I am kinda confused by this. What exactly are you trying to tell us? I read the post like 4 times but I cant figure it out. It seems like you are just showing a more complicated way to make an alias to a folder on the HDD (so that it will download it to the alias that is on the SDD but will be actually go on to the HDD).

neonsuperfuture
Aug 8, 2010, 07:57 PM
I am kinda confused by this. What exactly are you trying to tell us? I read the post like 4 times but I cant figure it out. It seems like you are just showing a more complicated way to make an alias to a folder on the HDD (so that it will download it to the alias that is on the SDD but will be actually go on to the HDD).


Well, if you have an SSD and an HDD in your mbp you ideally want to keep the SSD just for the OS and the apps, while leaving all the media and documents on the HDD. You can actually achieve this pretty easily by moving your home folder to the HDD from system preferences > accounts. However, as I said, this is not the best way to do it since you will have your home/library folder on the HDD being accessed all the time by the apps you are using, thus having the HDD spinning most of the time.

Alternatively, you could leave your home folder on the SSD and change every app's preferences to point do different folders than the default ones (eg. you could make Safari download files to a custom folder, or iTunes point to a library on your HDD). This means every time you install something new you have to make sure it stores data on the HDD and it would be a pain in the ass to do it for every single app.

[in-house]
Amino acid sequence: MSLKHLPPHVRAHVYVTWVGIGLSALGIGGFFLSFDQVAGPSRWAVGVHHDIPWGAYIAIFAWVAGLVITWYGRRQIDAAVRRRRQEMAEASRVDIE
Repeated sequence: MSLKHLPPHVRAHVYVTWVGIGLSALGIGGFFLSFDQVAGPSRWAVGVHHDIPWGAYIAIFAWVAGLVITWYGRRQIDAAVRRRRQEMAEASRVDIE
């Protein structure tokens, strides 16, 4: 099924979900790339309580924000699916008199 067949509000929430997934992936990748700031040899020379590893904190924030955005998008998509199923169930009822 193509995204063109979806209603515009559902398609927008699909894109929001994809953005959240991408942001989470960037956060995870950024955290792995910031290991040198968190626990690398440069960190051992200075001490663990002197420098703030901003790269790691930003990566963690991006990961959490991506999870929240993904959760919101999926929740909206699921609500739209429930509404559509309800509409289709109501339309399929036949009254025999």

In the end, since you want your entire home folder to be on the HDD except the home/library folder that you want to keep on the SSD, this is the solution I found..

Eddyisgreat
Aug 8, 2010, 08:23 PM
Wait you are creating symbolic links and not aliases, right?

I use service called "SymbolicLinker (http://seiryu.home.comcast.net/~seiryu/symboliclinker.html)" for that.

ayeying
Aug 8, 2010, 10:31 PM
I'm a bit confused as well, but I do understand the concept you're trying to do and to be honest, I'm was looking for something exactly similar until I realized it would interfere badly with booting with my boot camp partition.

But I'm not entirely sure why you're moving the home folder then removing the home folder and all that though... maybe i'm just too tired

neonsuperfuture
Aug 9, 2010, 05:05 AM
Wait you are creating symbolic links and not aliases, right?

I use service called "SymbolicLinker (http://seiryu.home.comcast.net/~seiryu/symboliclinker.html)" for that.

yep, btw you just have to do this once and you're ok forever so I guess the terminal is just ok.

to everybody who are confused, with this method you are just able to keep your home folder on the SSD (that is advisable for a few reasons) and keep your storage (music, movies, downloads, pictures, documents) on the HDD, so you don't fill the SSD and you avoid frequent writes and deletes that would decrease its performance. that's it, hope it's a bit more clear :)

MacModMachine
Aug 9, 2010, 06:53 AM
I'm a bit confused as well, but I do understand the concept you're trying to do and to be honest, I'm was looking for something exactly similar until I realized it would interfere badly with booting with my boot camp partition.

But I'm not entirely sure why you're moving the home folder then removing the home folder and all that though... maybe i'm just too tired

you are right,

its a bad idea....especially with a home folder on hdd and rest of osx on ssd, i have done somthing like this with bad results.

neonsuperfuture
Aug 9, 2010, 07:26 AM
well the point here is that you can actually choose what parts of your home folder you want on the SSD and what parts you want on the HDD. I think having the Movies folder on the HDD, for example, will hardly cause any issue whatsoever